Of course, for now, the president assures us that wider military action including “boots on the ground” is not an option in Syria or Iraq. Yet the regional partners he lauded in his speech, including Saudi Arabia, have not stepped up to the plate in a meaningful way that would decrease the chances of an ever-expanding US mission. Saudi Arabia and Iran, in particular, would be the most effective regional partners to stem the tide of money and arms to ISIS and other extremist groups, create training bases for alternative groups in the Syrian opposition, and work with leaders of the Sunni and Shi’ite communities in both countries towards political solutions for the two merging conflicts. With news today that Iran has declined to join the regional coalition on Iraq and Syria, and Saudi Arabia has only offered to create a training base for Syrian rebels, the odds for a truly regional solution seem to grow slimmer and slimmer.

The US does have growing support from longtime allies France and the UK, and given the tragic beheading of a British aid worker over the weekend this is hardly surprising. Yet a Western-led intervention can only breed more resentment, more calls of meddling, and more radicalization among citizens of Iraq and Syria. If the Obama administration is unable to convince at least Saudi Arabia that it faces a greater existential threat from ISIS than does the US, and should thus take the most active role in combatting the group, then the US mission will continue to creep, and creep, and creep, towards a conventional military conflict.

The Obama administration has been called weak again and again by hawks who think the absence of the march of thousands of the American boots means the US is not involved in the world’s conflicts. Yet anyone who has been paying attention can see the (albeit quieter) American hand in nearly every military conflict in strategically important states: drone strikes raining down over Yemen, Somalia, and Pakistan; the NATO mission to Libya; military posturing in the Pacific; and now both “advisors on the ground” and air strikes in Iraq and Syria. Despite the fact that many claim this is Obama’s first turn at true military intervention, in reality, he has been intervening in countries all over the world long before this, and, if his track record is any indication, will likely experience the same disappointing results of his interventionist strategy in Syria and Iraq.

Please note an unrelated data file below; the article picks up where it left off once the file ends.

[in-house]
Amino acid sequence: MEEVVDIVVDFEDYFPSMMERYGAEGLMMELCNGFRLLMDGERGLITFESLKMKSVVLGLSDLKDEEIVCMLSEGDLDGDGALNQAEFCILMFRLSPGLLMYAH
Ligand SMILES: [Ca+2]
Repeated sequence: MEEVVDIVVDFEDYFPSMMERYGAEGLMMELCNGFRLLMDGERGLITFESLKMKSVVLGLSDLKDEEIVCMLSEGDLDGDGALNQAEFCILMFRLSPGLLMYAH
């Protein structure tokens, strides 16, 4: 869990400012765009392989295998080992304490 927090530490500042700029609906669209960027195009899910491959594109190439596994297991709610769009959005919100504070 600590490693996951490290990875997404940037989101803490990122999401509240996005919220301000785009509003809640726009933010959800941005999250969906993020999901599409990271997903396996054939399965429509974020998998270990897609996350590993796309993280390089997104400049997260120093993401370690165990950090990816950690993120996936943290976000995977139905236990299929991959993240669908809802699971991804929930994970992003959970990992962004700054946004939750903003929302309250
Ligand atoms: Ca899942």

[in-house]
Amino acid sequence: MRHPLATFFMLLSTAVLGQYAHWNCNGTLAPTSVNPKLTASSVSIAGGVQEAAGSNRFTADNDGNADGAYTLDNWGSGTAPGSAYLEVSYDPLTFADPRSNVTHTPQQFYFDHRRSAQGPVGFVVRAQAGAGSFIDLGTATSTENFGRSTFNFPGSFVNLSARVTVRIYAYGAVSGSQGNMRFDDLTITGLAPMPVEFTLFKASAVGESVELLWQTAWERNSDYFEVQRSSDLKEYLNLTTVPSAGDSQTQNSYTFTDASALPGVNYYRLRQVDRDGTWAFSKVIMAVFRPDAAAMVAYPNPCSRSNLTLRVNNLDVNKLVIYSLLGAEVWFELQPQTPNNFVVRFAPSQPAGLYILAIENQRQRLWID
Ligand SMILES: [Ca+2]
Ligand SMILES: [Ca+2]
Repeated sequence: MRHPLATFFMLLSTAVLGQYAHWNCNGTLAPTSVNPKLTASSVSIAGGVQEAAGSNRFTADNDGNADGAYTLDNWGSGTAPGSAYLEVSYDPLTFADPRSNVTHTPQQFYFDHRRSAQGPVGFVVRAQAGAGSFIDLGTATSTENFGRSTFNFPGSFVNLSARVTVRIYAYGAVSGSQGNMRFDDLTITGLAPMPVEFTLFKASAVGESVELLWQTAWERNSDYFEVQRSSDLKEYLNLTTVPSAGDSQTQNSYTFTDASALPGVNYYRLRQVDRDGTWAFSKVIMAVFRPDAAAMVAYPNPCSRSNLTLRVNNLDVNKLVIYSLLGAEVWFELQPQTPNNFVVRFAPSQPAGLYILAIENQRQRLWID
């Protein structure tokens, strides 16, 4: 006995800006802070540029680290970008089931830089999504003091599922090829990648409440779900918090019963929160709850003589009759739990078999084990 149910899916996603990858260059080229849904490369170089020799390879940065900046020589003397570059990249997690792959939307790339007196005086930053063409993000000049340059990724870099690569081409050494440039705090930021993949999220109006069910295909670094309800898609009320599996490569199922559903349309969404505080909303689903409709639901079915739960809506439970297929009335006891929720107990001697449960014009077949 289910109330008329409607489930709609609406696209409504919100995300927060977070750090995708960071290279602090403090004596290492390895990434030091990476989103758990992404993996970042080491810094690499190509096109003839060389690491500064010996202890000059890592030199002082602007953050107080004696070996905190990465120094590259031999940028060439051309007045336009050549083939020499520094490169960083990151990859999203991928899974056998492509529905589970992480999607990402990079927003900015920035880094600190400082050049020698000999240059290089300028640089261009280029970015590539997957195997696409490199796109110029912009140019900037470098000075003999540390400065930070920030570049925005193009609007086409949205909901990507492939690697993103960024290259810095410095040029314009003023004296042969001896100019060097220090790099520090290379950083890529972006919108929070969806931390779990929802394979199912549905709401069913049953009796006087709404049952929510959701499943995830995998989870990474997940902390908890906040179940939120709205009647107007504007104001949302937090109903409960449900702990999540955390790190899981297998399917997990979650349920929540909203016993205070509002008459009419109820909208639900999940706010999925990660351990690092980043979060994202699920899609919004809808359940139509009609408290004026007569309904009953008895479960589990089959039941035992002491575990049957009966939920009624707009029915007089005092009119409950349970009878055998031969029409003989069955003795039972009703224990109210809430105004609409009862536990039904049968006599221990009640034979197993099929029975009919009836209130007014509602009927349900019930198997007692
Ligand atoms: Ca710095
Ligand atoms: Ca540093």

1. The Saudi's have conflicting interests about intervening in Iraq/Syria. ISIS considers the Saudi's to be living in sin and would surely be a threat if they were just a bit closer geographically. However Saudi Arabia would also benefit from an oil shock caused by ISIS in say, Mosul, due to increased global oil prices. Mosul seems to be the southern line in the sand, defended heavily by the US in recent months due to its vitally important oil stream. The Saudi's won't become convinced unless ISIS is able to push further south. Allying with Assad in Syria is an obvious non-starter. It seems that with no obvious solution the goal right now is to just contain the threat. It would be interesting if you wrote a piece about the economics of this conflict, The trade off right now seems to be the roughly 3-4 million bpd of production coming out of Iraq vs. firing $500,000 dollar Raytheon missiles at $20,000 dollar pickup trucks.